Magazine article Clinical Psychiatry News
Social Skills, Support Play Role in Adolescent Depression
FROM THE JOURNAL OF ADOLESCENCE
Alow level of social skills in early adolescence predicts depression in both girls and boys during later adolescence, and a lack of friend support in middle adolescence mediates this relationship for girls but not for boys, according to findings from a longitudinal population-based study.
The findings underscore a need for social skills training, in programs aimed at preventing the development of depression in both sexes, and for training for girls on how to cope with interpersonal difficulties, Wendy Nilsen, Ph.D., of the Norwegian Institute of Public Health, Oslo, and her colleagues reported.
The investigators studied 566 adolescents involved in TOPP (Norwegian Tracking Opportunities and Problems Project) who completed a questionnaire at age 12.5 years. Of these, 456 also completed a questionnaire at age 14.5 years and 375 also completed a questionnaire at age 16.5 years.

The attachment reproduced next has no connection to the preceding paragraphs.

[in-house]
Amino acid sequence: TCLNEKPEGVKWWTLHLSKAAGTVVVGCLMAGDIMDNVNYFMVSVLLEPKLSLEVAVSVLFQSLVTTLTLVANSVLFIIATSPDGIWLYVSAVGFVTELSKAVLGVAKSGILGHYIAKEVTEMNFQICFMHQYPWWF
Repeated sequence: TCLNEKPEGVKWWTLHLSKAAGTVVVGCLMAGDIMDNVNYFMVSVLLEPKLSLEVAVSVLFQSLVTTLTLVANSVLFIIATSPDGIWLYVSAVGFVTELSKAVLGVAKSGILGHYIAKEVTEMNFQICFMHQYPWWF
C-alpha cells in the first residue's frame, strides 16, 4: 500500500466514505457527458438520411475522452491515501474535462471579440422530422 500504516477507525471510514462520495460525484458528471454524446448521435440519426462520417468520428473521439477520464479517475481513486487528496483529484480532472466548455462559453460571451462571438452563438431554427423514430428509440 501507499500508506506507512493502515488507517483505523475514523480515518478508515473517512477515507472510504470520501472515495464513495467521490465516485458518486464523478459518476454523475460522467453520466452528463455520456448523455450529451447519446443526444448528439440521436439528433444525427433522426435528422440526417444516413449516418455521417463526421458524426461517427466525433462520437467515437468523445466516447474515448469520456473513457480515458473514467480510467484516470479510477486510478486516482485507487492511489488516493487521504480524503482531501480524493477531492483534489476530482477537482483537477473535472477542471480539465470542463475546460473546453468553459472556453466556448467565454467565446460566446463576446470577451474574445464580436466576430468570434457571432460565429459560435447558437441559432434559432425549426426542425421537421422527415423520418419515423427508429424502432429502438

At ages 12.5 and 16.5 years, girls reported significantly higher levels of depressive symptoms than boys, and at age 12.5 they reported significantly more social skills than boys. For both boys and girls, social skills at age 12.5 years correlated positively with social support at age 14.5 and correlated negatively with depressive symptoms at age 16.5. Social support at age 14.5 correlated negatively with depressive symptoms at age 16.5, but only for girls, the investigators said (J. Adolesc. 2013;36:11-20).
A significant increase in depressive symptoms from age 12.5 years to age 16.5 was noted for the total sample, but gender-based analysis demonstrated that the increase was significant only in girls. …